By now, we all understand all too well the feelings of fear, sadness, anger, and despair that the coronavirus has brought, with tens of millions of cases and 1.6 million deaths worldwide so far. Those emotions have triggered a revelation of sorts in Shakespeare expert Greg Doran, who now says he believes the plague that dominated the famous playwright's life may have had a significant impact on some of his writings, and even caused him to change the ending of King Lear. "There is a big change in tone in his later work," Doran, the director of Britain's Royal Shakespeare Company, tells the Guardian. "Experiencing the pandemic this year has made it clearer to me what lies behind it. Shakespeare just could no longer write straightforward comedies, or give a happy ending to Lear."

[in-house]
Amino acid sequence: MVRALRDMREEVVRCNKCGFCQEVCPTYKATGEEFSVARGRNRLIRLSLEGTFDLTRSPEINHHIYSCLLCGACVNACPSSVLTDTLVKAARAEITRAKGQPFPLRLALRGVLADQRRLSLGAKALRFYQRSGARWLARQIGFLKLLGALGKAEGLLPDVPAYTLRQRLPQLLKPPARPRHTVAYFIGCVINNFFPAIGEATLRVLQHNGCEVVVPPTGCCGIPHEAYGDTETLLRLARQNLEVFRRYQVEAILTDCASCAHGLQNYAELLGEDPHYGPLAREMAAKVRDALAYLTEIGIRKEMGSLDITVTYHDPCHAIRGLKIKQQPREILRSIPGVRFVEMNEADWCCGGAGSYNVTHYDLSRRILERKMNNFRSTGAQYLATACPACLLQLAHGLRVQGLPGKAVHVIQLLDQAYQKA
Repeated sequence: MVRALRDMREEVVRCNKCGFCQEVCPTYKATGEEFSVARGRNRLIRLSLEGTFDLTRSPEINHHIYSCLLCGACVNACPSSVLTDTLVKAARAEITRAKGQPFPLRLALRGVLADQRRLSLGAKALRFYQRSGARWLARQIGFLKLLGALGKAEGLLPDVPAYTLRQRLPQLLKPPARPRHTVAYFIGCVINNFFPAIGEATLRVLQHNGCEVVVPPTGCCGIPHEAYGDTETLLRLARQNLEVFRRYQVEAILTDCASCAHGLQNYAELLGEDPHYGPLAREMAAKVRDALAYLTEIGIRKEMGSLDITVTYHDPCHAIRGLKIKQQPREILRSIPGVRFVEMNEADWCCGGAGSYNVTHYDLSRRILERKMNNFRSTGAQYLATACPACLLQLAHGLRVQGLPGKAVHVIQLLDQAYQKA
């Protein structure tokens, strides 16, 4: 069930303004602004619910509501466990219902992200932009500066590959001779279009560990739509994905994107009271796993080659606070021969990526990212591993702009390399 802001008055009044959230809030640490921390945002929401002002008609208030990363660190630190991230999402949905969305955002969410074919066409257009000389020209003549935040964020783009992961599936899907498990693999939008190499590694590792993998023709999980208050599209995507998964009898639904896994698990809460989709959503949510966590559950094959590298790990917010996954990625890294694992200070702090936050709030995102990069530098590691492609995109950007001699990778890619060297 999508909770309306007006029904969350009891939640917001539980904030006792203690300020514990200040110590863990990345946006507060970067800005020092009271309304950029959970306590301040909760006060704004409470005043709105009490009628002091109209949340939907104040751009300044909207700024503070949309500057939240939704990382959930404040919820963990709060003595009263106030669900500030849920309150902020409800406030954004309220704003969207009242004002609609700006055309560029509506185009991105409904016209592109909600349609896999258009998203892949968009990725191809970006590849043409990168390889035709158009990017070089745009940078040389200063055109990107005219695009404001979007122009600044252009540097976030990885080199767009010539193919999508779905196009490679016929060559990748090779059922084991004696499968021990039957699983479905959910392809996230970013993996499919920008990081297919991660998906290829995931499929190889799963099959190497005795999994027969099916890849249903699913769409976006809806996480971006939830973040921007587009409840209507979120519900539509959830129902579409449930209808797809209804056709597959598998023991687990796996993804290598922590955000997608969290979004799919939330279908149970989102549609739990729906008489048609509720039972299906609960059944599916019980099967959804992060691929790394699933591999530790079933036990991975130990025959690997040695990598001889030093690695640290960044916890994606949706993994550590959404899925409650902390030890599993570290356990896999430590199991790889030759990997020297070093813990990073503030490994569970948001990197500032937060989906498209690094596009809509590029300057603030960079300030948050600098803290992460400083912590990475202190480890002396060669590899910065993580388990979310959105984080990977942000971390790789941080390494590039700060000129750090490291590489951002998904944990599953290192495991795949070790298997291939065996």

That happy ending Doran speaks of references King Leir, an anonymous historical play that is believed to be the source for Shakespeare's own. The Guardian points out that while the historical version ends on "an upbeat note," Shakespeare's rendition culminates in "the most heartbreaking scene of paternal grief in the theatrical canon." In addition to the general devastation of the plague that surrounded Shakespeare, there may have been a more personal factor driving his mood: It's long been speculated that his own 11-year-old son, Hamnet, died from the disease. "One is allowed to imagine in such highly speculative accounts that the pestilence would have enveloped Shakespeare profoundly in anguish, of a sort that might have found expression in his plays," Peter Marks writes in the Washington Post. Interested in other famous works created during isolating times? Stacker has 50 of them. (Taylor Swift put together two albums in five months during the pandemic.)